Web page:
Our blog was about the people we met and the stories they told. As a storyteller, I should have done a better job beginning at the beginning with our tale.

In April 2006, Jim and I hiked the Grand Canyon, Bryce and Slot Canyons in Escalante. During our trip we ended up in Paige, Arizona. Not only are we early risers, we are East Coasters, which meant at 5 a.m. we were up and ready to go, although not much else is in Paige. Except, of course the Wal-Mart Supercenter. We pulled into the parking lot amid at least a dozen RVs. Not sure what was up, we asked why? We learned Wal-Mart allows RVs to stay in store parking lots over night. For free. As we hiked up Bright Angel Trail from Phantom Ranch in the Grand Canyon a new adventure was born.

I started thinking about all the other amazing things there are to see in this vast country of ours. And then I started thinking about how Wal-Mart — one in every town, practically — lets you park overnight for free. The idea just sort of came together. We would take vacation from our full-time jobs and drive across the country in a rented RV, from city to city, spending the night in a different Wal-Mart parking lot every night.

And, of course, I’d write an article about it and may be able to sell a story to an RV magazine, with photos, of RVing in America and only staying at Wal-Marts. Given the litigious age we live in, we decided to get permission from Wal-Mart to do so. So I called my brother, who works at Edelman and whose clients include Working Families for Wal-Mart, in order to find out if we’d be allowed to talk to people and take pictures in Wal-Mart parking lots. As a freelance writer, I’ve learned over the years that it’s always better to ask about stuff like that in advance.

They didn’t just give us permission. They said they would even sponsor the trip! A blog seemed the perfect medium to tell those stories — a perfect way to present a diary of my trip. I would post about the trip, not after the fact but from right out there on the road. And even more exciting, no editors! What writer could say no to that?

All in all, it was a perfect fit. Working Families for Wal-Mart wants to get the word out about all the good things Wal-Mart does for people. I wanted to make this trip and write about it. It just seemed to work.

Not everybody saw it that way, though. While we were on the road, a blogger asked if we were real people. We are. We’re real people, and we took a real RV on a real trip and wrote real stories about it. And the people we met, many of whom I wrote about on the blog, are all real people too. Not paid spokesmen. Just real people, all of whom gave us permission to tell their stories.

Of course, now everybody knows just how real we are. Thanks to an organized Wal-Mart opposition group, the whole world now knows who Jim and I are, where we live, what our home life is like and where we work. We didn’t disclose all that stuff in the beginning, of course, for a couple of reasons. We kept our last names and personal lives out of it because of concerns about our privacy.

We had heard that Wal-Mart’s critics could be vicious in their attacks. Now we know those concerns were valid. And we kept our professional lives out of it — where we work and what we do for a living — because this was not about the organizations we work for – I did this blog because I thought it would make a great story. Jim did this because we live together. We took vacation time in order to make this trip. We weren’t out there as representatives of our employers, or anybody at all but ourselves.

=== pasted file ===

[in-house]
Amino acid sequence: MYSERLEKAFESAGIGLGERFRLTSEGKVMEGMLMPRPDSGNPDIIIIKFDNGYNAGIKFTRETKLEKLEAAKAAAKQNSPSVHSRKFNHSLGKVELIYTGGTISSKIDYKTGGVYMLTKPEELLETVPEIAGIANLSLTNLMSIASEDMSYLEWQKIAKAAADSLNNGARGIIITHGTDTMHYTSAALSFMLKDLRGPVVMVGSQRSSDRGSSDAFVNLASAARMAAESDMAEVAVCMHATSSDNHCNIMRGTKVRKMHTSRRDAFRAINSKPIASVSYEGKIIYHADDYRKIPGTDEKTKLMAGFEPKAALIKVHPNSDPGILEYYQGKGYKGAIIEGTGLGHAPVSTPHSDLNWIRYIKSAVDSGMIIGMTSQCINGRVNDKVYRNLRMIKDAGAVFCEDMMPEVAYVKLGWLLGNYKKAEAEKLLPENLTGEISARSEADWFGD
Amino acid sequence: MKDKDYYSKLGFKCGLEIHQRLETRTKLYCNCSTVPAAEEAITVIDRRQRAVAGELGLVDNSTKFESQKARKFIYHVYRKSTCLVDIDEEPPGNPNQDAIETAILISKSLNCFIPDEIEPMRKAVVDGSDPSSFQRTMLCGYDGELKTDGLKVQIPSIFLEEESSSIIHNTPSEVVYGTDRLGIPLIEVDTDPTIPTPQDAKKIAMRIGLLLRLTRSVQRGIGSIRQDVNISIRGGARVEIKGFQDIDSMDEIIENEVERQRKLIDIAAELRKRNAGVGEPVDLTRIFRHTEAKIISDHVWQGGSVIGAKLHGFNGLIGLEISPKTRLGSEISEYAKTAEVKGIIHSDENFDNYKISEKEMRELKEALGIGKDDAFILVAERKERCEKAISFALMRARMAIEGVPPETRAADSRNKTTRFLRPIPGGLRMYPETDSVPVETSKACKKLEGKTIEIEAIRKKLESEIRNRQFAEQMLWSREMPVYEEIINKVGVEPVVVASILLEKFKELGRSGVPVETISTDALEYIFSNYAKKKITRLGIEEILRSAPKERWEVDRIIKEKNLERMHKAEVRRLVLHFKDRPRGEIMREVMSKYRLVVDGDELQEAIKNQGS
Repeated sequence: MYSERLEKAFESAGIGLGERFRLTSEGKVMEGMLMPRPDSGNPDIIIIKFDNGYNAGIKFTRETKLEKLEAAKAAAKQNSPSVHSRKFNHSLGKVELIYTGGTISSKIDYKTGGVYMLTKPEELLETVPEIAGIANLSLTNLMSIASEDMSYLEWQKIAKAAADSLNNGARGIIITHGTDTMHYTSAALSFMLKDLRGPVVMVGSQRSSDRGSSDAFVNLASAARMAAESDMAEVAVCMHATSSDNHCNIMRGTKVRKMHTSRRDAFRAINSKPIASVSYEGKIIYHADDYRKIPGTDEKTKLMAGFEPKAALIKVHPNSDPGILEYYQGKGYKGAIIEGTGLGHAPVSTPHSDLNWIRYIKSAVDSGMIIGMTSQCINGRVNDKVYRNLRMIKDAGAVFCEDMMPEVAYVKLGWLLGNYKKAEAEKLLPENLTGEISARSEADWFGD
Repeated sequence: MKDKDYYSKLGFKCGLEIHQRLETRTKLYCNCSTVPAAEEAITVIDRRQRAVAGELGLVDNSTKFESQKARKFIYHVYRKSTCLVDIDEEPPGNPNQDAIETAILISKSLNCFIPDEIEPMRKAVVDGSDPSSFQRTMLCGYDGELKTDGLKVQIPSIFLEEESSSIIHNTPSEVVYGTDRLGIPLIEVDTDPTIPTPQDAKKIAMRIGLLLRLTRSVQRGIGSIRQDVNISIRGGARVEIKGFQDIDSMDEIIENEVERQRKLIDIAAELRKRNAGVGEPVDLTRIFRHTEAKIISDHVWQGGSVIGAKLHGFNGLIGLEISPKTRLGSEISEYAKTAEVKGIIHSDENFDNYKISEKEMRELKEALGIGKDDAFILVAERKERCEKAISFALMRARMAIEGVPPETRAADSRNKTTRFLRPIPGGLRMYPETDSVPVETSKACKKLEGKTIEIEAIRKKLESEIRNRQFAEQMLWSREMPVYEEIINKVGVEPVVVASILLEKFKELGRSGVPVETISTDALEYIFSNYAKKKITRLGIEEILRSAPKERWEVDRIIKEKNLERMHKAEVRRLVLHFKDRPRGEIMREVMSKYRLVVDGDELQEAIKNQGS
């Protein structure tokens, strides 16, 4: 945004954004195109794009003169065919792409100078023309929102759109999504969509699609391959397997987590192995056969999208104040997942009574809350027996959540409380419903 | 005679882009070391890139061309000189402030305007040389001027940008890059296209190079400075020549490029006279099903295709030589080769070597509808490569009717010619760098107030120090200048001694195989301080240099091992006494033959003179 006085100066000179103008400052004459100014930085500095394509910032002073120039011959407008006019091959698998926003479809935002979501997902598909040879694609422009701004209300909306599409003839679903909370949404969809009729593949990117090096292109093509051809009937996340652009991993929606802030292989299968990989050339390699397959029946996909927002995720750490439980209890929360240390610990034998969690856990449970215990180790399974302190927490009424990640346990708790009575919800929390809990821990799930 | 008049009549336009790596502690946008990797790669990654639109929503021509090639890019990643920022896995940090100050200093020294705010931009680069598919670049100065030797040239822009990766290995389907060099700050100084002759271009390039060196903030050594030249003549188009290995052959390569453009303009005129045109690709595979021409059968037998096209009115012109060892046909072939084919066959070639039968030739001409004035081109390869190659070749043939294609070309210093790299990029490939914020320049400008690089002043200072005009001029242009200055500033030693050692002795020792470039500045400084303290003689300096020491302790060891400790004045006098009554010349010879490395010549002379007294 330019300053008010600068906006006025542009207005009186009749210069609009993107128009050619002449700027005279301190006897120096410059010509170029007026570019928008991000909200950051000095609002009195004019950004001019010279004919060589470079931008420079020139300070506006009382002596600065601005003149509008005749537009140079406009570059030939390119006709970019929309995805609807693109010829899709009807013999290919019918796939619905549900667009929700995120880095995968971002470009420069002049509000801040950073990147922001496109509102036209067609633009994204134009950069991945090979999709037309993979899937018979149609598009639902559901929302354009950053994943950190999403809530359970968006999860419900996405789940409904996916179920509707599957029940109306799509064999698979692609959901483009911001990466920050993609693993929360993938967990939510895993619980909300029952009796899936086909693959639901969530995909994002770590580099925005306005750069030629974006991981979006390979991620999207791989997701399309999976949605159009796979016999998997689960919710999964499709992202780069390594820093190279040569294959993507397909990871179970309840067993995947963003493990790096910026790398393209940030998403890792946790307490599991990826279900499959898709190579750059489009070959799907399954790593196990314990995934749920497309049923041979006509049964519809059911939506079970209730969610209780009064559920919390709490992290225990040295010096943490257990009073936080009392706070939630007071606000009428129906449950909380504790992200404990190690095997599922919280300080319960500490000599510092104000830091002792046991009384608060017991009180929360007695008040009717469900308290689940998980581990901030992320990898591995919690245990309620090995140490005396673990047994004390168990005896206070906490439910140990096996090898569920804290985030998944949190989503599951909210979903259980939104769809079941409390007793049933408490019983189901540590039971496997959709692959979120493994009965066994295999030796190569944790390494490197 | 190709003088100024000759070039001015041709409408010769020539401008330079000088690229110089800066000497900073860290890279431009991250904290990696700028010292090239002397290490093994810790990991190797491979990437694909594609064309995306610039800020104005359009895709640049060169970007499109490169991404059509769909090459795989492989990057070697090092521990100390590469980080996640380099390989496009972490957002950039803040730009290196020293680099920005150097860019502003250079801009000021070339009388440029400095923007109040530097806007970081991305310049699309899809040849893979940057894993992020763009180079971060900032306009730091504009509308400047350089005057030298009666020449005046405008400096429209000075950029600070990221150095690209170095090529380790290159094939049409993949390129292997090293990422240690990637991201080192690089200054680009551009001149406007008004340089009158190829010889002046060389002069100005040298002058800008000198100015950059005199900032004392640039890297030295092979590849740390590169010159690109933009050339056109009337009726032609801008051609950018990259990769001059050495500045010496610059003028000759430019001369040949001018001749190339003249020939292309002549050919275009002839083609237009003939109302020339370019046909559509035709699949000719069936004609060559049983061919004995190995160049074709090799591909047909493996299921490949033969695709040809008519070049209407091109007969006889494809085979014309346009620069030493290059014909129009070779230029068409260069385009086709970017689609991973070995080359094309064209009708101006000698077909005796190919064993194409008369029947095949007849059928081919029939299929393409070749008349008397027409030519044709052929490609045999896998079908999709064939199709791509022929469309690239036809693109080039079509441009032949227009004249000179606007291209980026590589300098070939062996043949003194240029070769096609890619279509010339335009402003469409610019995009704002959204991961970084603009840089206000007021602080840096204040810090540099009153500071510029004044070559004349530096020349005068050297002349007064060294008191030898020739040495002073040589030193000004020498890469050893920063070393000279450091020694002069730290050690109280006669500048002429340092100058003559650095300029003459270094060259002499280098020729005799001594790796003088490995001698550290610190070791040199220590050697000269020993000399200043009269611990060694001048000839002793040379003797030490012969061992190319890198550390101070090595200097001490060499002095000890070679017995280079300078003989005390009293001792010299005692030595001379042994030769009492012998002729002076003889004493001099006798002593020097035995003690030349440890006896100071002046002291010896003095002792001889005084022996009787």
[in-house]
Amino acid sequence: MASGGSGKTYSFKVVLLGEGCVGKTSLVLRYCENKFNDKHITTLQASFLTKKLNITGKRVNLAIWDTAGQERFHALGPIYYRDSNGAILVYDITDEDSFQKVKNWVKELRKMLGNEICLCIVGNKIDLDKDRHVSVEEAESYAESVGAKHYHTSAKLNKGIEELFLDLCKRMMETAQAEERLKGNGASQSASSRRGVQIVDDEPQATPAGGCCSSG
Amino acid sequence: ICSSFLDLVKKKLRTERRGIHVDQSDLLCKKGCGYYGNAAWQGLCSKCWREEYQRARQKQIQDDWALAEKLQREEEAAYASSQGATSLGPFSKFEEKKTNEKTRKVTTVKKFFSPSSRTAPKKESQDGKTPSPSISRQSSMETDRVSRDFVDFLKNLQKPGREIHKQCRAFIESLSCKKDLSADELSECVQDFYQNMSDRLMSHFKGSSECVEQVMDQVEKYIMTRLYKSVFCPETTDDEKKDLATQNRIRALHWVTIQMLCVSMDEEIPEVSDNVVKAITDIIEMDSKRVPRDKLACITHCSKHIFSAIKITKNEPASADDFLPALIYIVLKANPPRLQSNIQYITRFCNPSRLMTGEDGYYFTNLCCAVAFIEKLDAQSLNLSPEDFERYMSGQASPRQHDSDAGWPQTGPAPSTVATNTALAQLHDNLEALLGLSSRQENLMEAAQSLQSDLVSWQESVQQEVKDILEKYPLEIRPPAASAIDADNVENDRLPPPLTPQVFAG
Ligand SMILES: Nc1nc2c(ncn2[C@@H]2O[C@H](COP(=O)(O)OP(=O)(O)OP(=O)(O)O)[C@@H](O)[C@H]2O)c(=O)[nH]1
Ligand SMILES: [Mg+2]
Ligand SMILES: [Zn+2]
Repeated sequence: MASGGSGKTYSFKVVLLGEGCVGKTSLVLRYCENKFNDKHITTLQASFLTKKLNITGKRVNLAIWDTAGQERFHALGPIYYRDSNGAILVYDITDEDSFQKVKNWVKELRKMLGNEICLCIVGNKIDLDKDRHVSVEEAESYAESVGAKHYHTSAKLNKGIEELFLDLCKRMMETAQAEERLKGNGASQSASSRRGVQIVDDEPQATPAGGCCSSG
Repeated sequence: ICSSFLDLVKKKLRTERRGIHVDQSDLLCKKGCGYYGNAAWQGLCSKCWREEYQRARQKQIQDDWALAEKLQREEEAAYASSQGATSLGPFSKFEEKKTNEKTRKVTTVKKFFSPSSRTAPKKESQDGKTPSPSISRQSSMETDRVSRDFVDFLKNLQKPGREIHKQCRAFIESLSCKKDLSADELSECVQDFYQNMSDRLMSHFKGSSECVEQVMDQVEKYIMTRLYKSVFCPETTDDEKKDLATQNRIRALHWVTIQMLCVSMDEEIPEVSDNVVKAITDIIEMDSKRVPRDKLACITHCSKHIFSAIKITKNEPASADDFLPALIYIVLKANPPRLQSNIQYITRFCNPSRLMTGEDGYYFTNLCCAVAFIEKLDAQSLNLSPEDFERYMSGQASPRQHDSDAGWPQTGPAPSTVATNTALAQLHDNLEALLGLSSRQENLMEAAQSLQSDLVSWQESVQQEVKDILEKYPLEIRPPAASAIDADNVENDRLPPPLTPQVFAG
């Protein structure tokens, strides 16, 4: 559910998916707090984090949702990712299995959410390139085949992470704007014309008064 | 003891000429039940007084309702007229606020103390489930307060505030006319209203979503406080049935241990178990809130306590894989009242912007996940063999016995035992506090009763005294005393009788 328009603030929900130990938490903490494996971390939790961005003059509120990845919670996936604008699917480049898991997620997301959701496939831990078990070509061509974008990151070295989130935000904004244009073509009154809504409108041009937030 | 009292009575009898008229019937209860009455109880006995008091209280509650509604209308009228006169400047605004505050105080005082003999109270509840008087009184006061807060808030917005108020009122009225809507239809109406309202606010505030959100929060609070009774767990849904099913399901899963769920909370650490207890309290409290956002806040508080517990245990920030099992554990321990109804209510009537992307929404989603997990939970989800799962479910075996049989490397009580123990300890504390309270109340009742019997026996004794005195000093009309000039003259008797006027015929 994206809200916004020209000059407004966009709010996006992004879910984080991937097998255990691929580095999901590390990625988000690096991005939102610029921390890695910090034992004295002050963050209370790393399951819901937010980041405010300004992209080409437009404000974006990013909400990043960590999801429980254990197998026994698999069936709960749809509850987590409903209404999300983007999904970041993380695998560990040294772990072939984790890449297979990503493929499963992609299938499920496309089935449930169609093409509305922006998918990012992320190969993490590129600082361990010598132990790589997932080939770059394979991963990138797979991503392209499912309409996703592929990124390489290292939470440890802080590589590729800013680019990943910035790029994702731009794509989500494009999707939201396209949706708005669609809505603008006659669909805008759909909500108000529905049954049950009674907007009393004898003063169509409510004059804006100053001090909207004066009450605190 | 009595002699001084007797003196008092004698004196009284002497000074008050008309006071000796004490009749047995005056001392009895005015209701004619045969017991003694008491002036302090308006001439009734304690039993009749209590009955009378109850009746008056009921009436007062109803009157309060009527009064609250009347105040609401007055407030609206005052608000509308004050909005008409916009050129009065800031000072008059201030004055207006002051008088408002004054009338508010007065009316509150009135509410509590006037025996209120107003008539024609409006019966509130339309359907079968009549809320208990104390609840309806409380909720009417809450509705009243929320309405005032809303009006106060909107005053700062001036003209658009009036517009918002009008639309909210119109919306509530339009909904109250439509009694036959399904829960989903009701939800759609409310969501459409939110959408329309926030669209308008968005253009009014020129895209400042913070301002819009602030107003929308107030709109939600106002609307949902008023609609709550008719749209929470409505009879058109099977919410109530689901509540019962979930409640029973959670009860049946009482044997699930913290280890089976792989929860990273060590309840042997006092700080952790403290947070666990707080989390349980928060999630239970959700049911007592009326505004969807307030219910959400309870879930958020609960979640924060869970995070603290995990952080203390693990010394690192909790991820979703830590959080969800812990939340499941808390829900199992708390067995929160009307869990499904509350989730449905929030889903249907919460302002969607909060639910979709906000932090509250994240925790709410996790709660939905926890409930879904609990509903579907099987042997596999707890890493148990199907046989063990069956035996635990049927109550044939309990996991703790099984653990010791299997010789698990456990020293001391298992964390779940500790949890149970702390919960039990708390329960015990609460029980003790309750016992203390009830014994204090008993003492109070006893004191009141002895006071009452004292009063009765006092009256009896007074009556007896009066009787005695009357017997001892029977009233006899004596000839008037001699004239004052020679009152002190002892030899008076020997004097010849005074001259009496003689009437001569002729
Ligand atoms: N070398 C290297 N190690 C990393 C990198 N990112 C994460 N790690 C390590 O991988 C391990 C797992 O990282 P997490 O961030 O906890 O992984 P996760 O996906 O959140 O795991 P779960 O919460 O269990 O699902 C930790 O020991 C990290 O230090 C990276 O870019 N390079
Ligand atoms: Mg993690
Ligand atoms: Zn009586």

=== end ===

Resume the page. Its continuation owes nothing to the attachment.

So now we’re being attacked. Why? Because we dared to write positive things about Wal-Mart. The people who hate Wal-Mart couldn’t argue with anything we said — we were writing about real people and telling true stories.

Even these personal attacks won’t sour my feelings about Wal-Mart. I’ve met too many great people in Wal-Marts across the county. I’ve met too many people — real people, not imaginary Internet people — who’ve told me about all the good Wal-Mart has done. I’ve camped in Wal-Mart parking lots. I’ve met these people and heard their stories firsthand. Which is something the people who attacked Jim and me haven’t done and don’t care to do.

So I’ve made the trip. I had a great time. I loved meeting the people we met, listening to the stories we heard. After everything that’s happened, I even loved blogging about it all. And if I had the chance, I’d do it again.

In the end, that’s all that really matters.

Well we pulled into Atlanta – tired but satisfied that we had successfully motored 2,843 miles without accident or boredom. It was quite an eye opening adventure for Jim and I. We learned a lot about RVing, like 32-feet is nowhere near as big as it seems. Plus those doorways are the perfect height for a 6'2'' person to bump his head (repeatedly). At the Georgia National Fair we toured a few RVs that helped us identify the one we will be using for our next adventure. Although even Jim, chef that he is, admitted granite countertops are probably not a requirement for our next RV trip. We saw a lot of the country, which amazed us – the phenomenon of Meteor Crater, the mecca for many at Graceland, the heart wrenching 16th Street Church in Birmingham, and the Native American Artistry at the Zuni Pueblo. We learned there is a story in everyone if you take the time to listen – a few we won’t’ soon forget. A conversation with Connie on Old Route 66. A serenade by Sooners Annabelle and Harley in Erick, Oklahoma. A city boy’s take on raising a future farmer by Vic Hill.

We want to send a special thank you to all the Wal-Mart associates and customers along the way that took the time to tell us their tales – whatever they may be.